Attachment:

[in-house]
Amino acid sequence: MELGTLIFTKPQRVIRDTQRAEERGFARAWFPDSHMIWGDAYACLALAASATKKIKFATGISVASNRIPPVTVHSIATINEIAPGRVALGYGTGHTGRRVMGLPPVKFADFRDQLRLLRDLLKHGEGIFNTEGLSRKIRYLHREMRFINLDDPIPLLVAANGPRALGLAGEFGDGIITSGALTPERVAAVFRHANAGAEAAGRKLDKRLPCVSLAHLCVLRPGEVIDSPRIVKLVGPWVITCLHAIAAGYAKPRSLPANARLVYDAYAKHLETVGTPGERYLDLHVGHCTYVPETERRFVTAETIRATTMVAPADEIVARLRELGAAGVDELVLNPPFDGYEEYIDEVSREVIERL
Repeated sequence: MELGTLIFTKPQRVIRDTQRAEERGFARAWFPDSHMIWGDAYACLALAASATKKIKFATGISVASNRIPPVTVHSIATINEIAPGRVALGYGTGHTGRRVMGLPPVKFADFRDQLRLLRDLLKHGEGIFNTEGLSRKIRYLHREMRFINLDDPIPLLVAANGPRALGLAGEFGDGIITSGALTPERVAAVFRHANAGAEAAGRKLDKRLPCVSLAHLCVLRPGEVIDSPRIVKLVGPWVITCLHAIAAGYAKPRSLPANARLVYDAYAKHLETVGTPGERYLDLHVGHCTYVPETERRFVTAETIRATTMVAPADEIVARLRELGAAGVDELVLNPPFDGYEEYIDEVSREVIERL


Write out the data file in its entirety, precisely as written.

[in-house]
Amino acid sequence: MELGTLIFTKPQRVIRDTQRAEERGFARAWFPDSHMIWGDAYACLALAASATKKIKFATGISVASNRIPPVTVHSIATINEIAPGRVALGYGTGHTGRRVMGLPPVKFADFRDQLRLLRDLLKHGEGIFNTEGLSRKIRYLHREMRFINLDDPIPLLVAANGPRALGLAGEFGDGIITSGALTPERVAAVFRHANAGAEAAGRKLDKRLPCVSLAHLCVLRPGEVIDSPRIVKLVGPWVITCLHAIAAGYAKPRSLPANARLVYDAYAKHLETVGTPGERYLDLHVGHCTYVPETERRFVTAETIRATTMVAPADEIVARLRELGAAGVDELVLNPPFDGYEEYIDEVSREVIERL
Repeated sequence: MELGTLIFTKPQRVIRDTQRAEERGFARAWFPDSHMIWGDAYACLALAASATKKIKFATGISVASNRIPPVTVHSIATINEIAPGRVALGYGTGHTGRRVMGLPPVKFADFRDQLRLLRDLLKHGEGIFNTEGLSRKIRYLHREMRFINLDDPIPLLVAANGPRALGLAGEFGDGIITSGALTPERVAAVFRHANAGAEAAGRKLDKRLPCVSLAHLCVLRPGEVIDSPRIVKLVGPWVITCLHAIAAGYAKPRSLPANARLVYDAYAKHLETVGTPGERYLDLHVGHCTYVPETERRFVTAETIRATTMVAPADEIVARLRELGAAGVDELVLNPPFDGYEEYIDEVSREVIERL